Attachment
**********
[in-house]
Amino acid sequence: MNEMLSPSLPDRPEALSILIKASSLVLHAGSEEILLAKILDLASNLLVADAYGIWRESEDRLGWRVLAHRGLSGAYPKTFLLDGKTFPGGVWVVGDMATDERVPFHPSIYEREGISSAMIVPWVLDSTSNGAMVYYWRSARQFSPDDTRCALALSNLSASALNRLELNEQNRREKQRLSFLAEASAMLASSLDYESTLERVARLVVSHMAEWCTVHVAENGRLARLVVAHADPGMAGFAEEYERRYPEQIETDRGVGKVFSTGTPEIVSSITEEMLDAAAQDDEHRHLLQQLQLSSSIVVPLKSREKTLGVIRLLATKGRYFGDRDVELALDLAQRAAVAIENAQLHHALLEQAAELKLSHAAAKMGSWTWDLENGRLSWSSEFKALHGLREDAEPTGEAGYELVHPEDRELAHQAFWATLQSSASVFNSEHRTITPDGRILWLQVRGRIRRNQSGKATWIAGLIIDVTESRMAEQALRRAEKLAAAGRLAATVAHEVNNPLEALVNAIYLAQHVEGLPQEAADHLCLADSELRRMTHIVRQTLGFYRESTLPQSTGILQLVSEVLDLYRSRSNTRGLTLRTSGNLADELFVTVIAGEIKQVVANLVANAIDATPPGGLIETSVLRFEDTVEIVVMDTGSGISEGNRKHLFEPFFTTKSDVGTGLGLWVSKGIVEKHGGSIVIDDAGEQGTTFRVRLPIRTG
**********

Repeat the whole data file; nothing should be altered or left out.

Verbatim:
[in-house]
Amino acid sequence: MNEMLSPSLPDRPEALSILIKASSLVLHAGSEEILLAKILDLASNLLVADAYGIWRESEDRLGWRVLAHRGLSGAYPKTFLLDGKTFPGGVWVVGDMATDERVPFHPSIYEREGISSAMIVPWVLDSTSNGAMVYYWRSARQFSPDDTRCALALSNLSASALNRLELNEQNRREKQRLSFLAEASAMLASSLDYESTLERVARLVVSHMAEWCTVHVAENGRLARLVVAHADPGMAGFAEEYERRYPEQIETDRGVGKVFSTGTPEIVSSITEEMLDAAAQDDEHRHLLQQLQLSSSIVVPLKSREKTLGVIRLLATKGRYFGDRDVELALDLAQRAAVAIENAQLHHALLEQAAELKLSHAAAKMGSWTWDLENGRLSWSSEFKALHGLREDAEPTGEAGYELVHPEDRELAHQAFWATLQSSASVFNSEHRTITPDGRILWLQVRGRIRRNQSGKATWIAGLIIDVTESRMAEQALRRAEKLAAAGRLAATVAHEVNNPLEALVNAIYLAQHVEGLPQEAADHLCLADSELRRMTHIVRQTLGFYRESTLPQSTGILQLVSEVLDLYRSRSNTRGLTLRTSGNLADELFVTVIAGEIKQVVANLVANAIDATPPGGLIETSVLRFEDTVEIVVMDTGSGISEGNRKHLFEPFFTTKSDVGTGLGLWVSKGIVEKHGGSIVIDDAGEQGTTFRVRLPIRTG